He is free because he forgives. In the words of the Russian Orthodox starets StSilouan of Mount Athos (1866-1938), “Where there is forgiveness…there is freedom.”If only we can bring ourselves to forgive—if we can at least want to forgive—thenwe shall find ourselves in what the Psalms call a “spacious place” or “a place ofliberty”: “We went through fire and water, but Thou broughtest us out into a placeof liberty” (Psalm 66:12). Forgiveness means release from a prison in which all thedoors are locked on the inside. Only through forgiveness can we enter into what StPaul terms “the freedom of the glory of the children of God” (Rom. 8:21).
Yet how hard, how painfully hard, it is to forgive and to be forgiven! To quoteanother Russian Orthodox witness, Metropolitan Anthony of Sourozh (1914-2003),“Forgiveness is not a little brook on the boundary between slavery and freedom: Ithas breadth and depth, it is the Red Sea.” “Do not think that you have acquired virtue,”said the Desert Father Evagrius of Pontus (346-99), “unless you have struggled for itto the point of shedding your blood.” The same can be said of forgiveness. Sometimesthe struggle to forgive is indeed nothing less than an inner martyrdom, to the pointof shedding our blood.
FORGIVENESS SUNDAY IN the Orthodox Church: How shall we set out in ourexodus across the “Red Sea” of forgiveness? Let us consider first the way inwhich the Orthodox Church offers to its members an annual opportunity tomake a fresh start on what is known as “The Sunday of Forgiveness.” This will leadus to look more closely at forgiveness in the Psalms and especially in the Lord’s Prayer.What, we may ask, is the meaning of the Greek verb aphimi used in the Lord’s Prayerfor forgive, “let go”? Does this mean that to forgive is to condone, or at any rate toforget? Next, taking as our guide the early Fathers, we shall see how the phrase“Forgive us…as we forgive” underlines the fundamental unity of the human race.Finally, we shall try to appreciate what is signified by the word “as” in the forgivenessclause of the Lord’s Prayer: “…as we forgive.” Why should the scope of God’sforgiveness be seemingly restricted by my own willingness to forgive? We shall endwith four practical guidelines.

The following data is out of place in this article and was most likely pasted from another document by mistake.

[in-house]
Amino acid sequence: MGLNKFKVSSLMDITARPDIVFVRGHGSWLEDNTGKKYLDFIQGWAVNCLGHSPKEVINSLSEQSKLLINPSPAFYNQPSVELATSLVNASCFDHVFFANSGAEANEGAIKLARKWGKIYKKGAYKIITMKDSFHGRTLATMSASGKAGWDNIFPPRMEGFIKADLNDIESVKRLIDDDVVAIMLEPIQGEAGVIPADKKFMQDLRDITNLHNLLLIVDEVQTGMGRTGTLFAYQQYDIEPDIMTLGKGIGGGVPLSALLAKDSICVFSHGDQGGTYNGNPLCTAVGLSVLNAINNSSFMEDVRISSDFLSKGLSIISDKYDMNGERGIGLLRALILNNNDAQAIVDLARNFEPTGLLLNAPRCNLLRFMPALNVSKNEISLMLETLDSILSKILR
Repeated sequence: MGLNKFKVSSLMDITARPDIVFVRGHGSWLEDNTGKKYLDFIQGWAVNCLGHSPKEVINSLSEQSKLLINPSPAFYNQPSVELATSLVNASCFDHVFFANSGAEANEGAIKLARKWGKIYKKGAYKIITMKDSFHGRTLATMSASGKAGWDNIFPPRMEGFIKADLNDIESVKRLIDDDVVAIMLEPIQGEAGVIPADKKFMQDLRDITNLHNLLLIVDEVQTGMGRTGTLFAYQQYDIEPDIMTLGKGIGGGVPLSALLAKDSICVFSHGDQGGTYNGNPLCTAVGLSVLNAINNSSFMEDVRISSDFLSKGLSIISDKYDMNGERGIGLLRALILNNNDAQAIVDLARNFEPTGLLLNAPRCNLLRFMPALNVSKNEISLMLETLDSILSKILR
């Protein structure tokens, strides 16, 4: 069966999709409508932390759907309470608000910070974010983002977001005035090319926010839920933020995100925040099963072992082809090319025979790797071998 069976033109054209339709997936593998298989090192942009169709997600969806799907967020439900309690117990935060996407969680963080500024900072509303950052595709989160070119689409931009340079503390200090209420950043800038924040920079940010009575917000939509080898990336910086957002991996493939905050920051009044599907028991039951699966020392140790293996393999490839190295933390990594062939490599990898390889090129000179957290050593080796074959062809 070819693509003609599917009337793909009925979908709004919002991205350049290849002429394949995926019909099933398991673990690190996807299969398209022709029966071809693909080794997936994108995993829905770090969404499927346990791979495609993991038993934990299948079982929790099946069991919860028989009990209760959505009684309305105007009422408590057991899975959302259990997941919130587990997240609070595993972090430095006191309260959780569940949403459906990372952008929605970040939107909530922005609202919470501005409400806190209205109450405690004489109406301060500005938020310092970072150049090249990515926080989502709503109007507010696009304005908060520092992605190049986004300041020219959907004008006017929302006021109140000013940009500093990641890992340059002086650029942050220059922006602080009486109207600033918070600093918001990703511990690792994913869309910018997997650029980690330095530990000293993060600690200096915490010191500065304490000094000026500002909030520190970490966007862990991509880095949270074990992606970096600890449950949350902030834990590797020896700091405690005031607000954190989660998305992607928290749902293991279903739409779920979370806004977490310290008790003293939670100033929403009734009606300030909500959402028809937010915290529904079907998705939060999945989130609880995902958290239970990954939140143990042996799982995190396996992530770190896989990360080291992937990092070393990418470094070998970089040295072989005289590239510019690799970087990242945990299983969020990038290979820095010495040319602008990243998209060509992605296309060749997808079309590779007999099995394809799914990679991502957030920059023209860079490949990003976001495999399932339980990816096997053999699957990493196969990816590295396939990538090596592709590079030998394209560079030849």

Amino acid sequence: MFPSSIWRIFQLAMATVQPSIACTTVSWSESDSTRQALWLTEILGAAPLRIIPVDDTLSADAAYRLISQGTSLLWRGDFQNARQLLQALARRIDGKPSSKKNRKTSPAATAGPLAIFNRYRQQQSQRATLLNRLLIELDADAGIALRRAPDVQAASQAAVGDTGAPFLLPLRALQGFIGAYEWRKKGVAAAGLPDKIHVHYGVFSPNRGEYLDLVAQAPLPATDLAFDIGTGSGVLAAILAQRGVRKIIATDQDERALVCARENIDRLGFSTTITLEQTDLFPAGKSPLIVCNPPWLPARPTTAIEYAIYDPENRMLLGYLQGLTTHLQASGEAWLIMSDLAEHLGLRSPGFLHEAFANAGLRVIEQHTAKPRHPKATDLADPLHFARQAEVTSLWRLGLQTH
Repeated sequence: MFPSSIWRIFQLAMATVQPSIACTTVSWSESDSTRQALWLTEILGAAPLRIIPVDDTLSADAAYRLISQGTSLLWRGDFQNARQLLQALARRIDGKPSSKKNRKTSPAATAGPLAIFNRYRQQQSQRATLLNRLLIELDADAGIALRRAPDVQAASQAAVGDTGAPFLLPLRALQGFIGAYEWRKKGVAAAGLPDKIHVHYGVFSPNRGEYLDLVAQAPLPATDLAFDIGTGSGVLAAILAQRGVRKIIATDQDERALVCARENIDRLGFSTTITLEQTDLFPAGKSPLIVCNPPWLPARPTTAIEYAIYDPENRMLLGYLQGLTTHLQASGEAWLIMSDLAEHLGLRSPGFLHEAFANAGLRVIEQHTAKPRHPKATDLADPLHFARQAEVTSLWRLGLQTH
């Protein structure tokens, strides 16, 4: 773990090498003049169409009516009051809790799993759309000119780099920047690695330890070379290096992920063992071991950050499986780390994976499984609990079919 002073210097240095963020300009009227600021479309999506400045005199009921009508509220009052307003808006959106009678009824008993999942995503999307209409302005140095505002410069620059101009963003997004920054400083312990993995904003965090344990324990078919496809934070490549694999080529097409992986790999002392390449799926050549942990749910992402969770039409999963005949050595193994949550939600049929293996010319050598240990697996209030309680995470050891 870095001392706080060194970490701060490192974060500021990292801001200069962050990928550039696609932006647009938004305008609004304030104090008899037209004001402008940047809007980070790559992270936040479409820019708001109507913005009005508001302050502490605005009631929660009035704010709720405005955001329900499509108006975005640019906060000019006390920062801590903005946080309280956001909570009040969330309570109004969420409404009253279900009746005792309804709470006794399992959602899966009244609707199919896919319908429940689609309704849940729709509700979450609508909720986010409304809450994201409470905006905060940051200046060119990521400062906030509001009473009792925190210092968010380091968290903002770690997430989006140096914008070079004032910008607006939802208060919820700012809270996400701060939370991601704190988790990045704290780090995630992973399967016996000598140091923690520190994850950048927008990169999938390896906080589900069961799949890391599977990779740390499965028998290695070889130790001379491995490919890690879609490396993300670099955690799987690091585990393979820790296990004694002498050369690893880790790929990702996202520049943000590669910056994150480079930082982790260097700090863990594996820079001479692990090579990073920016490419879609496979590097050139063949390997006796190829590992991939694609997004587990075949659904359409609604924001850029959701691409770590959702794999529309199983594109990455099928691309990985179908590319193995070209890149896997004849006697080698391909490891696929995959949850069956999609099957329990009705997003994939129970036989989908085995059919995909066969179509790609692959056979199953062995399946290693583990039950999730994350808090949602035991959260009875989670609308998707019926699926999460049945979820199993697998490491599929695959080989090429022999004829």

The Sunday of Forgiveness occurs immediately before the seven-week Fast of Lent,the “Great Fast” in preparation for the “Feast of Feasts,” the Lord’s Resurrection atPascha. The human animal, it has been said, is not only an animal that thinks, ananimal that laughs and weeps, but much more profoundly an animal that expressesitself through symbolic actions. With good reason, then, the Orthodox Church affordsits members the chance each year to externalize their longing for forgiveness,through a liturgical rite that is both corporate and personal.